MSO6736 - Prehistoric hut circle on Almsworthy Common (Monument)


A well-preserved prehistoric hut circle on Almsworthy Common. It is unusual on Exmoor because of its size, massive construction, and unusually elevated position.

Please read the .

Type and Period (3)

Protected Status

  • None recorded

Full Description

One of the best preserved hut circles recorded on Exmoor to date lies beside the track on Almsworthy Common approximately 60 metres west of the enclosure at SS 84104180 (SS 84 SW 50). The internal diameter is 10 metres, the external diameter is 14 metres and the site is levelled into the hill slope with the walls between 0.30 and 0.40 metres high. There is a well defined entrance on the south side. Several low, stone mounds are in the area. [1] A circular wall bank with a southerly gap situated on a slight spur has been classified as a large Bronze Age house, but its position is exposed and has visibility to the east and west. It may be a summer tribal gathering place, or a small henge. It may otherwise be related to droving as it is position by a green road from the Forest. [2] Centred at SS 8404 4177 is a prehistoric hut circle. It is 15.3 metres in overall diameter (11 metres bank centre to bank centre) and has been massively terraced, by 0.9 metres, into the hillslope on its upper (north-eastern) side. It is defined by a bank 4.1 metres wide, within which the internal area forms a level platform 7 metres in diameter.The south-western, lower, side of the hut circle has been destroyed by a well-used vehicle track, and the entrance was presumably in this area of destruction. The hut circle is unusual on Exmoor, because of its size, massive construction, and unusually elevated position (442 metres above OD).Surveyed at 1:2500 scale. [3] The hut circle has been transcribed from aerial photographs as part of the Exmoor National Mapping Programme survey. The accurate rectification of the best available aerial photographs places the hut circle at circa SS 83954182, approximately 70 metres to the west of the enclosure (MSO6735)The south-facing entrance to the hut circle is clearly visible on aerial photographs of the 1940s and is still apparent in 1952, despite the significant damage summarised above. It may be associated with two similarly sized hut circles interpreted as forming an unenclosed settlement associated with a field system on Wellshead Allotment, approximately 400 metres to the south-west. (3-5)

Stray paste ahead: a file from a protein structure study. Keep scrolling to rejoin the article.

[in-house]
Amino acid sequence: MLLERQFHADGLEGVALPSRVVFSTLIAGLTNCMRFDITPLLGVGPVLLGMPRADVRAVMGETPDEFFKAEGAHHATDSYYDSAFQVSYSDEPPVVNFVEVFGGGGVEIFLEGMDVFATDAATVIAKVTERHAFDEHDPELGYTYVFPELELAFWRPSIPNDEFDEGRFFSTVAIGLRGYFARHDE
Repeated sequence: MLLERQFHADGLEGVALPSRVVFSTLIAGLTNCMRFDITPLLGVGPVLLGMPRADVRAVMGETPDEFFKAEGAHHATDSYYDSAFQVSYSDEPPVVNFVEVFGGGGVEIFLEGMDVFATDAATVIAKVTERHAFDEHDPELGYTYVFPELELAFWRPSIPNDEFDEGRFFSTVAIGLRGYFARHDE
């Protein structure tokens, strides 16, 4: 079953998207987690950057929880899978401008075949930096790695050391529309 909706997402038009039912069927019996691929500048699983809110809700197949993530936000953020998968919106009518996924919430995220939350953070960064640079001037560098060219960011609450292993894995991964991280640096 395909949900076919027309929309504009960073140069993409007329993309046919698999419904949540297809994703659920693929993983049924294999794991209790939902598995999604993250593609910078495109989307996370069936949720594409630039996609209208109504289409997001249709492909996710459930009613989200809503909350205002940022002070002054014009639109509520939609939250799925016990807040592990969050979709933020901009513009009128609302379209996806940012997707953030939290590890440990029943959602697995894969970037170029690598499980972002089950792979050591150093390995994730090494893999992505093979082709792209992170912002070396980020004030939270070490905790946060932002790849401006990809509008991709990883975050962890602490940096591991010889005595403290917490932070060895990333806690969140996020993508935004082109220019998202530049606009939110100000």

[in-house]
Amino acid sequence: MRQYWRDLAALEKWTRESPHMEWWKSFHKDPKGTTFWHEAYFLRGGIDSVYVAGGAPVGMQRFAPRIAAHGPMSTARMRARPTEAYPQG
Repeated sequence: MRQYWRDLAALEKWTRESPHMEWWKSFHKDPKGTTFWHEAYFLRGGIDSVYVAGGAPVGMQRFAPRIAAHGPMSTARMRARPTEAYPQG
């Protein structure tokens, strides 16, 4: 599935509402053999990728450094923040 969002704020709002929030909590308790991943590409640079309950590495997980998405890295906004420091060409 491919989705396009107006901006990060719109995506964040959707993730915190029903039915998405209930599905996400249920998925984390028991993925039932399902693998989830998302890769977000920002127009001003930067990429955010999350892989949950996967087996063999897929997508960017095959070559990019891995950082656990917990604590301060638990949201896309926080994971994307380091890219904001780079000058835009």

Sources/Archives (6)

  • <1> Article in serial: Burrow, I., Minnitt, S. + Murless, B.. 1980. Somerset Archaeology 1979. Proceedings of the Somerset Archaeological and Natural History Society. 124. P.119.
  • <2> Monograph: Eardley-Wilmot, H.. 1983. Ancient Exmoor: A Study of the Archaeology and Prehistory of Exmoor. The Exmoor Press. Microstudy C2. p57.
  • <3> Unpublished document: Wilson-North, R.. Field Investigators Comments. RCHME Field Investigation, 16 November 1995.
  • <4> Aerial photograph: Royal Air Force. 1946 -1948. Vertical Aerial Photography. 106G/UK/1501 (F20) 4197-8 (13 May 1946).
  • <5> Aerial photograph: Various. Various. Vertical Aerial Photograph. NMR RAF 540/931 (F20) 3097-3098 (8 November 1952).
  • <6> Archive: 2007-2009. Exmoor National Park NMP: SS 84 SW. MD002184.



Grid reference Centred SS 840 417 (13m by 13m) (Centred on)
Map sheet SS84SW

Finds (0)

Related Monuments/Buildings (0)

Related Events/Activities (1)

Related Articles (1)

External Links (1)

Other Statuses/References

  • Exmoor National Park HER Number (now deleted): MMO184
  • Exmoor National Park HER Number (now deleted): MSO11284
  • National Monuments Record reference: SS 84 SW51
  • National Park: Exmoor National Park
  • National Trust HER Record
  • Pastscape HOBID (was Monarch UID): 36310
  • Somerset SMR PRN: 33626

Record last edited

Mar 4 2020 2:26PM


Your feedback is welcome. If you can provide any new information about this record, please contact us.